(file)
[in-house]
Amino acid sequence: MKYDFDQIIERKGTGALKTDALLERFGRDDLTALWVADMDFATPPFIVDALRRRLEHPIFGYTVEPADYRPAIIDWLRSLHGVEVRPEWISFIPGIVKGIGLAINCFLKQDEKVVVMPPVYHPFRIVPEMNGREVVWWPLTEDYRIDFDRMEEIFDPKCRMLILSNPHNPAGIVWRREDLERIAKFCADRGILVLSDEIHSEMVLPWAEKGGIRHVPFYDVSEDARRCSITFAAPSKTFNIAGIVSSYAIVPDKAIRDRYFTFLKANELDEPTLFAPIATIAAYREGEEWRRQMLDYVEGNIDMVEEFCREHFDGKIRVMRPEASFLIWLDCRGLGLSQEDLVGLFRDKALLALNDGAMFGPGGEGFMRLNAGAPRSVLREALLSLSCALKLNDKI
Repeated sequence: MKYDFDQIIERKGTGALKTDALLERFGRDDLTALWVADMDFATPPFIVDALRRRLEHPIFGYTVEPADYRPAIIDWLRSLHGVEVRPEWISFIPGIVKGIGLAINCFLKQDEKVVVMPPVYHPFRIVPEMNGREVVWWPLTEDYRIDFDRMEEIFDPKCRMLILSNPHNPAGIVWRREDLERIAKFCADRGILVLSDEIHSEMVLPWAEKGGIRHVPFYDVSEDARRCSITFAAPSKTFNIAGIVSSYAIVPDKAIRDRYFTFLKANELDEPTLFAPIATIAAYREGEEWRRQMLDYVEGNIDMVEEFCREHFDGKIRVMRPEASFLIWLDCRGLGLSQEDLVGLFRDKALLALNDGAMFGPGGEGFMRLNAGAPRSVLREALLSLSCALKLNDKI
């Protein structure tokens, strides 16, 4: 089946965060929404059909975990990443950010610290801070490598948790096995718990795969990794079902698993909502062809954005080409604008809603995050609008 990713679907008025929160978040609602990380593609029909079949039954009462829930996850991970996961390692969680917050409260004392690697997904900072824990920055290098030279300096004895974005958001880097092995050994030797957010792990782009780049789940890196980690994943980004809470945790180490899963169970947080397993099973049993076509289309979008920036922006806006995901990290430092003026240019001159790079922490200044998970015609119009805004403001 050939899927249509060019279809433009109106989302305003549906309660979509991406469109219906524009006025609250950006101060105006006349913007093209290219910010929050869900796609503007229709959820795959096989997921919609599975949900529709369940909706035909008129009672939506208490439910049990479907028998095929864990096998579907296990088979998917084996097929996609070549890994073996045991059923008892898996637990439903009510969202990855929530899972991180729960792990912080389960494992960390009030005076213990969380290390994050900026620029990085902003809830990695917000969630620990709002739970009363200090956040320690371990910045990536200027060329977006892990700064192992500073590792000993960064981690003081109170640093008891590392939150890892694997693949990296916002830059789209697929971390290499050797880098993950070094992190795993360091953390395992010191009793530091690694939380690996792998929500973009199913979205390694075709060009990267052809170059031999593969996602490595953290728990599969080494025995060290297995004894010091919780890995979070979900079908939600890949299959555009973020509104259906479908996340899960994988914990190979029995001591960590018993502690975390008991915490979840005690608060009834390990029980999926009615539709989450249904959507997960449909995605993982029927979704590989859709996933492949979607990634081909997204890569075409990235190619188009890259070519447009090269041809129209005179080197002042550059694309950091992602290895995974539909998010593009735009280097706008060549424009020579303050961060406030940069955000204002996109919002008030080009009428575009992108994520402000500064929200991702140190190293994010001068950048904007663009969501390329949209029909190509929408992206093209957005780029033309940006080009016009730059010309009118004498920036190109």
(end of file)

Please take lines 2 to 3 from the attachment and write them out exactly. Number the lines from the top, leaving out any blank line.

Amino acid sequence: MKYDFDQIIERKGTGALKTDALLERFGRDDLTALWVADMDFATPPFIVDALRRRLEHPIFGYTVEPADYRPAIIDWLRSLHGVEVRPEWISFIPGIVKGIGLAINCFLKQDEKVVVMPPVYHPFRIVPEMNGREVVWWPLTEDYRIDFDRMEEIFDPKCRMLILSNPHNPAGIVWRREDLERIAKFCADRGILVLSDEIHSEMVLPWAEKGGIRHVPFYDVSEDARRCSITFAAPSKTFNIAGIVSSYAIVPDKAIRDRYFTFLKANELDEPTLFAPIATIAAYREGEEWRRQMLDYVEGNIDMVEEFCREHFDGKIRVMRPEASFLIWLDCRGLGLSQEDLVGLFRDKALLALNDGAMFGPGGEGFMRLNAGAPRSVLREALLSLSCALKLNDKI
Repeated sequence: MKYDFDQIIERKGTGALKTDALLERFGRDDLTALWVADMDFATPPFIVDALRRRLEHPIFGYTVEPADYRPAIIDWLRSLHGVEVRPEWISFIPGIVKGIGLAINCFLKQDEKVVVMPPVYHPFRIVPEMNGREVVWWPLTEDYRIDFDRMEEIFDPKCRMLILSNPHNPAGIVWRREDLERIAKFCADRGILVLSDEIHSEMVLPWAEKGGIRHVPFYDVSEDARRCSITFAAPSKTFNIAGIVSSYAIVPDKAIRDRYFTFLKANELDEPTLFAPIATIAAYREGEEWRRQMLDYVEGNIDMVEEFCREHFDGKIRVMRPEASFLIWLDCRGLGLSQEDLVGLFRDKALLALNDGAMFGPGGEGFMRLNAGAPRSVLREALLSLSCALKLNDKI